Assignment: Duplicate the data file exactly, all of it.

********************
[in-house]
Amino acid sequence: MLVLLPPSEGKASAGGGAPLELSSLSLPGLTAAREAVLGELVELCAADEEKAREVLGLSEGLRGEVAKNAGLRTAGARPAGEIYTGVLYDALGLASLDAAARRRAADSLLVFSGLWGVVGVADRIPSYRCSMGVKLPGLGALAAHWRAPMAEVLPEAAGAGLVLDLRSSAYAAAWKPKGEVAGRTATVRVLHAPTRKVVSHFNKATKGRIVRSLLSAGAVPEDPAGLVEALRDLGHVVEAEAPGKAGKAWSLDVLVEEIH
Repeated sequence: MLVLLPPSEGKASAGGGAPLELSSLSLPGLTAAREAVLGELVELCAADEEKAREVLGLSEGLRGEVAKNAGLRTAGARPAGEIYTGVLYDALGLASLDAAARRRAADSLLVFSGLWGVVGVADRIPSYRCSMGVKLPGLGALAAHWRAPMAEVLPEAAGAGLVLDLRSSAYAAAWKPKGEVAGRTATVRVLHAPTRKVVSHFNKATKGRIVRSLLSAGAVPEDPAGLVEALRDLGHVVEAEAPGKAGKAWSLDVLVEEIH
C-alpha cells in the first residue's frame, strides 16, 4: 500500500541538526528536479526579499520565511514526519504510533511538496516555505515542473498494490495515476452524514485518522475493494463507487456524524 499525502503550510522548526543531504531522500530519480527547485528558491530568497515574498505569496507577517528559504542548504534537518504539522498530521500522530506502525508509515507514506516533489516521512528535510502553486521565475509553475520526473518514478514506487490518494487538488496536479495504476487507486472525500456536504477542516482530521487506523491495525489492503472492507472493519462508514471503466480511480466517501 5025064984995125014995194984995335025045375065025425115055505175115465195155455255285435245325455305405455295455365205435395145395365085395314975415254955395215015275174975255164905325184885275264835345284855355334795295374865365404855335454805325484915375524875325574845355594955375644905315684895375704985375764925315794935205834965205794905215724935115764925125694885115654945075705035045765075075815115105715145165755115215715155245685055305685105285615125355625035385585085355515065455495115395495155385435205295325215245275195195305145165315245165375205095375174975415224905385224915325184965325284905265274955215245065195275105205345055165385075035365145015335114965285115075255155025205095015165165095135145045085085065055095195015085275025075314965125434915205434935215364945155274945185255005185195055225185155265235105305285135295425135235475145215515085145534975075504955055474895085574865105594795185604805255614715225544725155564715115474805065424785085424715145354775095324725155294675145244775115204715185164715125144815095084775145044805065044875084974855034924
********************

[in-house]
Amino acid sequence: MLVLLPPSEGKASAGGGAPLELSSLSLPGLTAAREAVLGELVELCAADEEKAREVLGLSEGLRGEVAKNAGLRTAGARPAGEIYTGVLYDALGLASLDAAARRRAADSLLVFSGLWGVVGVADRIPSYRCSMGVKLPGLGALAAHWRAPMAEVLPEAAGAGLVLDLRSSAYAAAWKPKGEVAGRTATVRVLHAPTRKVVSHFNKATKGRIVRSLLSAGAVPEDPAGLVEALRDLGHVVEAEAPGKAGKAWSLDVLVEEIH
Repeated sequence: MLVLLPPSEGKASAGGGAPLELSSLSLPGLTAAREAVLGELVELCAADEEKAREVLGLSEGLRGEVAKNAGLRTAGARPAGEIYTGVLYDALGLASLDAAARRRAADSLLVFSGLWGVVGVADRIPSYRCSMGVKLPGLGALAAHWRAPMAEVLPEAAGAGLVLDLRSSAYAAAWKPKGEVAGRTATVRVLHAPTRKVVSHFNKATKGRIVRSLLSAGAVPEDPAGLVEALRDLGHVVEAEAPGKAGKAWSLDVLVEEIH
C-alpha cells in the first residue's frame, strides 16, 4: 500500500541538526528536479526579499520565511514526519504510533511538496516555505515542473498494490495515476452524514485518522475493494463507487456524524 499525502503550510522548526543531504531522500530519480527547485528558491530568497515574498505569496507577517528559504542548504534537518504539522498530521500522530506502525508509515507514506516533489516521512528535510502553486521565475509553475520526473518514478514506487490518494487538488496536479495504476487507486472525500456536504477542516482530521487506523491495525489492503472492507472493519462508514471503466480511480466517501 5025064984995125014995194984995335025045375065025425115055505175115465195155455255285435245325455305405455295455365205435395145395365085395314975415254955395215015275174975255164905325184885275264835345284855355334795295374865365404855335454805325484915375524875325574845355594955375644905315684895375704985375764925315794935205834965205794905215724935115764925125694885115654945075705035045765075075815115105715145165755115215715155245685055305685105285615125355625035385585085355515065455495115395495155385435205295325215245275195195305145165315245165375205095375174975415224905385224915325184965325284905265274955215245065195275105205345055165385075035365145015335114965285115075255155025205095015165165095135145045085085065055095195015085275025075314965125434915205434935215364945155274945185255005185195055225185155265235105305285135295425135235475145215515085145534975075504955055474895085574865105594795185604805255614715225544725155564715115474805065424785085424715145354775095324725155294675145244775115204715185164715125144815095084775145044805065044875084974855034924